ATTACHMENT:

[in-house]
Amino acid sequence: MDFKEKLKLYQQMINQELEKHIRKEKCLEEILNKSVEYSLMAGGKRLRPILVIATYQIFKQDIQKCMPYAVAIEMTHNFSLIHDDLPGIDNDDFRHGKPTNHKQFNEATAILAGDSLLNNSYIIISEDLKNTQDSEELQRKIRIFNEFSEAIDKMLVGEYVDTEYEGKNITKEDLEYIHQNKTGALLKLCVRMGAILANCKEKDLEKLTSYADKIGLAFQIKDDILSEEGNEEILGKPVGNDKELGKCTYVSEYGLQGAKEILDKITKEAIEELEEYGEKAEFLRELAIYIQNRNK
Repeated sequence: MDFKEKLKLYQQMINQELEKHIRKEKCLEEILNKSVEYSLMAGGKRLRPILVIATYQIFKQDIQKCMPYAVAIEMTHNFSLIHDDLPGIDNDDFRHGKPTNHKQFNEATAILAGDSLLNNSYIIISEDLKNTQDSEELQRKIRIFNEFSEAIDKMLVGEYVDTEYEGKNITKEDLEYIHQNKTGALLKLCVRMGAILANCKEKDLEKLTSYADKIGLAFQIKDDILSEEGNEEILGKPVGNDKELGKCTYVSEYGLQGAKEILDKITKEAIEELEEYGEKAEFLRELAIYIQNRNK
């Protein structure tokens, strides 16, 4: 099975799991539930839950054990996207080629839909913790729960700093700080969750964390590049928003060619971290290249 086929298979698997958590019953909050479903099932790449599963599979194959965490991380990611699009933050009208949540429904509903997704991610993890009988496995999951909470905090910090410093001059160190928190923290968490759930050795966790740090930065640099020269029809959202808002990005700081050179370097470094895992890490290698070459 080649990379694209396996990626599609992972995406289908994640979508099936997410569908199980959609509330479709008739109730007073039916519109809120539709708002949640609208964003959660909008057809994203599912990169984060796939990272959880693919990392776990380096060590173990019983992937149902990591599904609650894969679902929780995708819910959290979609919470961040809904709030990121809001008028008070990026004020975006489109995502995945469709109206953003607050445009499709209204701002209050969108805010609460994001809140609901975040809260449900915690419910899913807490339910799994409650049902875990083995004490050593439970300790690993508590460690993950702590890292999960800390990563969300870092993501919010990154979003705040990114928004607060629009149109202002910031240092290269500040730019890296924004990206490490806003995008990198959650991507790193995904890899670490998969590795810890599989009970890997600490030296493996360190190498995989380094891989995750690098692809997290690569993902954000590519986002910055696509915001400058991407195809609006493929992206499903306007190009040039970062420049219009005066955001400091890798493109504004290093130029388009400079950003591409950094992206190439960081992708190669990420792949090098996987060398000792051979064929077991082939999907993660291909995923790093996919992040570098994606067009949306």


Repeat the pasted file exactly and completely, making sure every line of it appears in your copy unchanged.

[in-house]
Amino acid sequence: MDFKEKLKLYQQMINQELEKHIRKEKCLEEILNKSVEYSLMAGGKRLRPILVIATYQIFKQDIQKCMPYAVAIEMTHNFSLIHDDLPGIDNDDFRHGKPTNHKQFNEATAILAGDSLLNNSYIIISEDLKNTQDSEELQRKIRIFNEFSEAIDKMLVGEYVDTEYEGKNITKEDLEYIHQNKTGALLKLCVRMGAILANCKEKDLEKLTSYADKIGLAFQIKDDILSEEGNEEILGKPVGNDKELGKCTYVSEYGLQGAKEILDKITKEAIEELEEYGEKAEFLRELAIYIQNRNK
Repeated sequence: MDFKEKLKLYQQMINQELEKHIRKEKCLEEILNKSVEYSLMAGGKRLRPILVIATYQIFKQDIQKCMPYAVAIEMTHNFSLIHDDLPGIDNDDFRHGKPTNHKQFNEATAILAGDSLLNNSYIIISEDLKNTQDSEELQRKIRIFNEFSEAIDKMLVGEYVDTEYEGKNITKEDLEYIHQNKTGALLKLCVRMGAILANCKEKDLEKLTSYADKIGLAFQIKDDILSEEGNEEILGKPVGNDKELGKCTYVSEYGLQGAKEILDKITKEAIEELEEYGEKAEFLRELAIYIQNRNK
């Protein structure tokens, strides 16, 4: 099975799991539930839950054990996207080629839909913790729960700093700080969750964390590049928003060619971290290249 086929298979698997958590019953909050479903099932790449599963599979194959965490991380990611699009933050009208949540429904509903997704991610993890009988496995999951909470905090910090410093001059160190928190923290968490759930050795966790740090930065640099020269029809959202808002990005700081050179370097470094895992890490290698070459 080649990379694209396996990626599609992972995406289908994640979508099936997410569908199980959609509330479709008739109730007073039916519109809120539709708002949640609208964003959660909008057809994203599912990169984060796939990272959880693919990392776990380096060590173990019983992937149902990591599904609650894969679902929780995708819910959290979609919470961040809904709030990121809001008028008070990026004020975006489109995502995945469709109206953003607050445009499709209204701002209050969108805010609460994001809140609901975040809260449900915690419910899913807490339910799994409650049902875990083995004490050593439970300790690993508590460690993950702590890292999960800390990563969300870092993501919010990154979003705040990114928004607060629009149109202002910031240092290269500040730019890296924004990206490490806003995008990198959650991507790193995904890899670490998969590795810890599989009970890997600490030296493996360190190498995989380094891989995750690098692809997290690569993902954000590519986002910055696509915001400058991407195809609006493929992206499903306007190009040039970062420049219009005066955001400091890798493109504004290093130029388009400079950003591409950094992206190439960081992708190669990420792949090098996987060398000792051979064929077991082939999907993660291909995923790093996919992040570098994606067009949306």